The final storyline gets started a couple episodes in. While renting a van to move his stuff, Dexter notices a blood stain on floor on the rental truck. While looking into it, he meets Boyd Fowler, who is beyond a serial killer. He's part of gang that kidnaps women, gang rapes them, and films it. He then disposes of the bodies by putting them into barrels full of formaldehyde. (It's how they become known at The Barrel Girl Gang in the media.) He's the perfect Big Bad for the season... Except he's not. Dexter takes him out really fast, but in the process learns that he was watching over the gang's latest victim, Lumen Pierce, who sees Dexter kill Boyd and thinks he's going to kill her next, because she is a witness. But instead of killing her, or just letting her die as Harry Morgan suggests, he nurses her back to health. Not only does he nurse her back to health, he decides to help her get revenge on the men who abducted her in the first place.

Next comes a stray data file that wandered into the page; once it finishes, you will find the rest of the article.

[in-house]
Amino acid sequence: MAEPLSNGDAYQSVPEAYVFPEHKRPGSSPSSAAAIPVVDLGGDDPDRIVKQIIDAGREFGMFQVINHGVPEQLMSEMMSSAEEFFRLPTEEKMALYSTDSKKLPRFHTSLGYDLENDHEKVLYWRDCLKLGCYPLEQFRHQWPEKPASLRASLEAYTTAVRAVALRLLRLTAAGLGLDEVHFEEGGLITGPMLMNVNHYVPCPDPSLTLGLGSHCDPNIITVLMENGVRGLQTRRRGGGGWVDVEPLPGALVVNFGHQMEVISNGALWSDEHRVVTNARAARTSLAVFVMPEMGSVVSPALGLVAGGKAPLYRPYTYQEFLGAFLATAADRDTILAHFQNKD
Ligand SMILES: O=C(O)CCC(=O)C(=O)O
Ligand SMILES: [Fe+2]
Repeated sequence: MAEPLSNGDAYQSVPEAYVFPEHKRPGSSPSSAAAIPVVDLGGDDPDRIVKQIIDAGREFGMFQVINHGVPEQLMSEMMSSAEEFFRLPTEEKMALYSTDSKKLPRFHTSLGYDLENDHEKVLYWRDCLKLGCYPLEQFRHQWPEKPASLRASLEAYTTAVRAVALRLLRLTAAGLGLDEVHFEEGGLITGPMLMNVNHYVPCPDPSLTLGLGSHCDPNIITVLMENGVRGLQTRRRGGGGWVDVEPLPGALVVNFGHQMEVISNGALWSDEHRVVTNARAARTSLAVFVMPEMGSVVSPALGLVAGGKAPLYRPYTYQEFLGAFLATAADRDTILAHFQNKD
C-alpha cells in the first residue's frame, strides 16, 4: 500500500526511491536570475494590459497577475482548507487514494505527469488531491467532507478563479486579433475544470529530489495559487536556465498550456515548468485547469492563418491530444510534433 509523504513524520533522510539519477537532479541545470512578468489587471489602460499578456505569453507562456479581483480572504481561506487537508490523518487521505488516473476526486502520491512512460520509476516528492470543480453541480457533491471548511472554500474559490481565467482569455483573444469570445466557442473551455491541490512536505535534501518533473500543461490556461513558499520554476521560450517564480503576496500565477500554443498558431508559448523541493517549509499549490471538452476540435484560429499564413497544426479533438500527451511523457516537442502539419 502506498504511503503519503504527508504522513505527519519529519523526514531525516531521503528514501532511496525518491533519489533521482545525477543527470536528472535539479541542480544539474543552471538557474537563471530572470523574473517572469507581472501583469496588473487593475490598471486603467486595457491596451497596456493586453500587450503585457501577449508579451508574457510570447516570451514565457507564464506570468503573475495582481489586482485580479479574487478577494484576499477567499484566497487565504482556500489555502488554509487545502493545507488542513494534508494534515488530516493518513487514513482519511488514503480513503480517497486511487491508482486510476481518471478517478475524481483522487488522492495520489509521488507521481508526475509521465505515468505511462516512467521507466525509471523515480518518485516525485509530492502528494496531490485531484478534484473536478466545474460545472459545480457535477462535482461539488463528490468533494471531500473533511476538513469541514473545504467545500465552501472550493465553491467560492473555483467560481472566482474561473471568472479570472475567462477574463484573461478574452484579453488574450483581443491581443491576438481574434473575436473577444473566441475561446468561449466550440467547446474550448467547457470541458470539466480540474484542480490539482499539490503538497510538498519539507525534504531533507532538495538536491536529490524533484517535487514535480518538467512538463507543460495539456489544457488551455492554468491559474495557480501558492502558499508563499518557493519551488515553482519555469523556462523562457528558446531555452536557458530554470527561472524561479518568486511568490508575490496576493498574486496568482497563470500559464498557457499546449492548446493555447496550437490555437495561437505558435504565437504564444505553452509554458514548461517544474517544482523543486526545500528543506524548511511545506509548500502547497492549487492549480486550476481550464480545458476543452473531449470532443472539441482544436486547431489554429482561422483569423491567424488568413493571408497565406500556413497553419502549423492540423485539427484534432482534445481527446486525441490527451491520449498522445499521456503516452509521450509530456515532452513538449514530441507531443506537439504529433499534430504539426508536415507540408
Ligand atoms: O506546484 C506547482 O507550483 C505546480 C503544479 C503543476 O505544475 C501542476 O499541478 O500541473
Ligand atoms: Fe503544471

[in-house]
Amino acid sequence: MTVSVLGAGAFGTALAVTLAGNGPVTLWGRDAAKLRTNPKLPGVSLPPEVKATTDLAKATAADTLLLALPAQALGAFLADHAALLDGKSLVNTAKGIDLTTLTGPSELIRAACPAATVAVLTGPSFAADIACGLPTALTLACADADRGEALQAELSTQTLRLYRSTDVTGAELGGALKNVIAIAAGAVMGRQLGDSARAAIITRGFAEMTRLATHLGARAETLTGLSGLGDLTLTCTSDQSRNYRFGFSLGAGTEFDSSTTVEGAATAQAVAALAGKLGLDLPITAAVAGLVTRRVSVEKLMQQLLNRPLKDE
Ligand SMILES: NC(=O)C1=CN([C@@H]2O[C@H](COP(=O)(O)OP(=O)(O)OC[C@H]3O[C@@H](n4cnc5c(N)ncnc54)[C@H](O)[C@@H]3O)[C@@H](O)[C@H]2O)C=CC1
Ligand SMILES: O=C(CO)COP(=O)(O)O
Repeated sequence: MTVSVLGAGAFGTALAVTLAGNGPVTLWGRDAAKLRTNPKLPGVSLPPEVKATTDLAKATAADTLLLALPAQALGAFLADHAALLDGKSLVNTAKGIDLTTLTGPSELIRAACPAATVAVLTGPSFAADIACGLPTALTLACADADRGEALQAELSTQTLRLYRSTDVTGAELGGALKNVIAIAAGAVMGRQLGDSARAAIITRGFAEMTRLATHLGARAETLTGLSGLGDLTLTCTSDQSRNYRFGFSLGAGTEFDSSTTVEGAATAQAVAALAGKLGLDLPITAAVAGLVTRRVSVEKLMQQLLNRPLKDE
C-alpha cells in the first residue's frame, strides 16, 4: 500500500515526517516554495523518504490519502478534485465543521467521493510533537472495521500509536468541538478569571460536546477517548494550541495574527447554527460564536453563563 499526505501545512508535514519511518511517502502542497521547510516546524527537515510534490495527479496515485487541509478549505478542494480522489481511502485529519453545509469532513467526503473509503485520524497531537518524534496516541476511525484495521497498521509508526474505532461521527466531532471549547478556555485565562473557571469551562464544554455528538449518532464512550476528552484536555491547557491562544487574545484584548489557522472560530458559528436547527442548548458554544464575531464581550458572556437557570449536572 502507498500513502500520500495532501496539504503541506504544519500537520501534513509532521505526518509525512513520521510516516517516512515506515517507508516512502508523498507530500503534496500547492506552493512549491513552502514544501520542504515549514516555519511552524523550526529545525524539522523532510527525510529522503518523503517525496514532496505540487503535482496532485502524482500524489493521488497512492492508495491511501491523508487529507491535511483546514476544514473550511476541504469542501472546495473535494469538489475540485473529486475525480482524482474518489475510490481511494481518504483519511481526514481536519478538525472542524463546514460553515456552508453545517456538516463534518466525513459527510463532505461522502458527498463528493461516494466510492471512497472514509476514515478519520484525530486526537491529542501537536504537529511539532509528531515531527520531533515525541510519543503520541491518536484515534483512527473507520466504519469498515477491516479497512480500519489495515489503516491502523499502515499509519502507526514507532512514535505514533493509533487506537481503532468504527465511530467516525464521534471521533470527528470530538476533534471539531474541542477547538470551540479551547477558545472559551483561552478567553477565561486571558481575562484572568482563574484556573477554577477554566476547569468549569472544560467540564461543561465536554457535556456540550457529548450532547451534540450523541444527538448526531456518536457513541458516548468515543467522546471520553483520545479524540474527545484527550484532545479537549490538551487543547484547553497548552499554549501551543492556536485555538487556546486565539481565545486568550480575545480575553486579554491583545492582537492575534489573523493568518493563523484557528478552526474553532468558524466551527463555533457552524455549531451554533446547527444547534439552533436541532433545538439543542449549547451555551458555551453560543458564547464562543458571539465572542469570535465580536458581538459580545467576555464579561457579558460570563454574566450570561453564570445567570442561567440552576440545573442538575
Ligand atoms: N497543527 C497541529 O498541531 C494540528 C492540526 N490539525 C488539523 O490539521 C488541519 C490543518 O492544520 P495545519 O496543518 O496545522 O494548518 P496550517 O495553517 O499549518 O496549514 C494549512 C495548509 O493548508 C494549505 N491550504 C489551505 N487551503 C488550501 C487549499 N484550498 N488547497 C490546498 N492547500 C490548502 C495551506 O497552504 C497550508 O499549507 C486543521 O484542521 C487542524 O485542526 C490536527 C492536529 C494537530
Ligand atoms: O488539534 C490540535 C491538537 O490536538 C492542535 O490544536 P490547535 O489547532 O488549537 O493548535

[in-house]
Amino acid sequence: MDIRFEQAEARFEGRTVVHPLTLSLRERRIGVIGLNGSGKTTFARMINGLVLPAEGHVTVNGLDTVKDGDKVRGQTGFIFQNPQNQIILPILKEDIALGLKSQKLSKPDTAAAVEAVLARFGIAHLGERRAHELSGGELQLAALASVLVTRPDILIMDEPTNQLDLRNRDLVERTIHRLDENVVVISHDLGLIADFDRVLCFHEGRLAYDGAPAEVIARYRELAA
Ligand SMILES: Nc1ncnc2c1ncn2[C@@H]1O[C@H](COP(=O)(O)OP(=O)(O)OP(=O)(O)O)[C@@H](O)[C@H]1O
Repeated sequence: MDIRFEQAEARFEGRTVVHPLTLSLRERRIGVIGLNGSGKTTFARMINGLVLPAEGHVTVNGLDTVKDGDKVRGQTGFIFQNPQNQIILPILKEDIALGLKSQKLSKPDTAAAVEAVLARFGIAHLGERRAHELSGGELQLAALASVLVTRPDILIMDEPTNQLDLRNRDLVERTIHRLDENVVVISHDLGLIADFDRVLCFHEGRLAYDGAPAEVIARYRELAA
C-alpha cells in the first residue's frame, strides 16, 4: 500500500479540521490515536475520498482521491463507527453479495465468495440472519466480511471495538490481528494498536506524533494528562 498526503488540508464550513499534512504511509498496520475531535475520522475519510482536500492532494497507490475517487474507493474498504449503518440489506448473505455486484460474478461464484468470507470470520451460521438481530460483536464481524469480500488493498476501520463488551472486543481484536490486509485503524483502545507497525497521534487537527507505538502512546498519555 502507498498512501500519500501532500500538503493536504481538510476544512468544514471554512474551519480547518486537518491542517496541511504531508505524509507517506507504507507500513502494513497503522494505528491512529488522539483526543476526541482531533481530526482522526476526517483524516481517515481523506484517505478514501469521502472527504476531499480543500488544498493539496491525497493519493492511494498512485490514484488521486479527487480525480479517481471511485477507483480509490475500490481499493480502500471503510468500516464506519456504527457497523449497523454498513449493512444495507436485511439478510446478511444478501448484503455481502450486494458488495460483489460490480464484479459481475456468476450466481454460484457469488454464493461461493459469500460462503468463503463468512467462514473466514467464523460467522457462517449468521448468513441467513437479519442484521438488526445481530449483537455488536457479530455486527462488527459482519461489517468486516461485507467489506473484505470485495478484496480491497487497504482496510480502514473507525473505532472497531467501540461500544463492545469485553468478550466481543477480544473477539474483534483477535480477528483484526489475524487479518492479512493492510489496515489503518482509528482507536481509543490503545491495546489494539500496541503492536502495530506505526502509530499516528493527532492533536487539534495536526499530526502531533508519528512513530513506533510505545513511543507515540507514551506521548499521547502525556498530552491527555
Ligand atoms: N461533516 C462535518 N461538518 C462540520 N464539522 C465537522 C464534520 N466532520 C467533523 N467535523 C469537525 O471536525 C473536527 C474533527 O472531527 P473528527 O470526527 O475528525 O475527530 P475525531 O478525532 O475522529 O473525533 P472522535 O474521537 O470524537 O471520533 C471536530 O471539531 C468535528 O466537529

It is a nice twist on the usual formula for the show. There's always a Big Bad for each season, but five seasons in and the show hasn't been reduced to repeating itself in that aspect. Here the Big Bad is a gang of criminals, led by Johnny Lee Miller. Having the most important guest star for the season being the innocent victim and not the main killer / prey helps add a lot to the show. I'm also impressed the show can get five seasons into its run with no sign of jumping the shark. The show has all of the strengths of season four, including an award-worthy guest performance (I don't know if Julia Stiles will win the Emmy, but if she does, it won't be a shock). There's enough time devoted to relationships, other cases, police politics, etc. to help character evolution move along. The balance between the dark subject matter and the humor is still there, with a lot of the latter coming from, or at the expense of Vince Masuka (C.S. Lee).